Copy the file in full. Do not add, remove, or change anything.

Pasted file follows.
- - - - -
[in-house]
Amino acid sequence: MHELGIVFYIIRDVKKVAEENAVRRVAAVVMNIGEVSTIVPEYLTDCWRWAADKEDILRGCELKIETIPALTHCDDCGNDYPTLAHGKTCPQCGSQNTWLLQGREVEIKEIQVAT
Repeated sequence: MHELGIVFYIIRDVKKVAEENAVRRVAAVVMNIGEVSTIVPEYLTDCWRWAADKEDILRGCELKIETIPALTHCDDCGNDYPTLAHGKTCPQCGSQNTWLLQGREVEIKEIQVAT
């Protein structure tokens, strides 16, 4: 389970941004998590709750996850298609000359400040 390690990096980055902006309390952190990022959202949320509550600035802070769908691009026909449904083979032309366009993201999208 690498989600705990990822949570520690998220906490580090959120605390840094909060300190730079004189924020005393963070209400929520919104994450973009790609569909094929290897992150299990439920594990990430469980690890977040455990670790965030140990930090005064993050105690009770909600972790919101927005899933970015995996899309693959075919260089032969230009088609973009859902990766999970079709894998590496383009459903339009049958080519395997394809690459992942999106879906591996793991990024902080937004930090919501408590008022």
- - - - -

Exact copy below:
[in-house]
Amino acid sequence: MHELGIVFYIIRDVKKVAEENAVRRVAAVVMNIGEVSTIVPEYLTDCWRWAADKEDILRGCELKIETIPALTHCDDCGNDYPTLAHGKTCPQCGSQNTWLLQGREVEIKEIQVAT
Repeated sequence: MHELGIVFYIIRDVKKVAEENAVRRVAAVVMNIGEVSTIVPEYLTDCWRWAADKEDILRGCELKIETIPALTHCDDCGNDYPTLAHGKTCPQCGSQNTWLLQGREVEIKEIQVAT
């Protein structure tokens, strides 16, 4: 389970941004998590709750996850298609000359400040 390690990096980055902006309390952190990022959202949320509550600035802070769908691009026909449904083979032309366009993201999208 690498989600705990990822949570520690998220906490580090959120605390840094909060300190730079004189924020005393963070209400929520919104994450973009790609569909094929290897992150299990439920594990990430469980690890977040455990670790965030140990930090005064993050105690009770909600972790919101927005899933970015995996899309693959075919260089032969230009088609973009859902990766999970079709894998590496383009459903339009049958080519395997394809690459992942999106879906591996793991990024902080937004930090919501408590008022």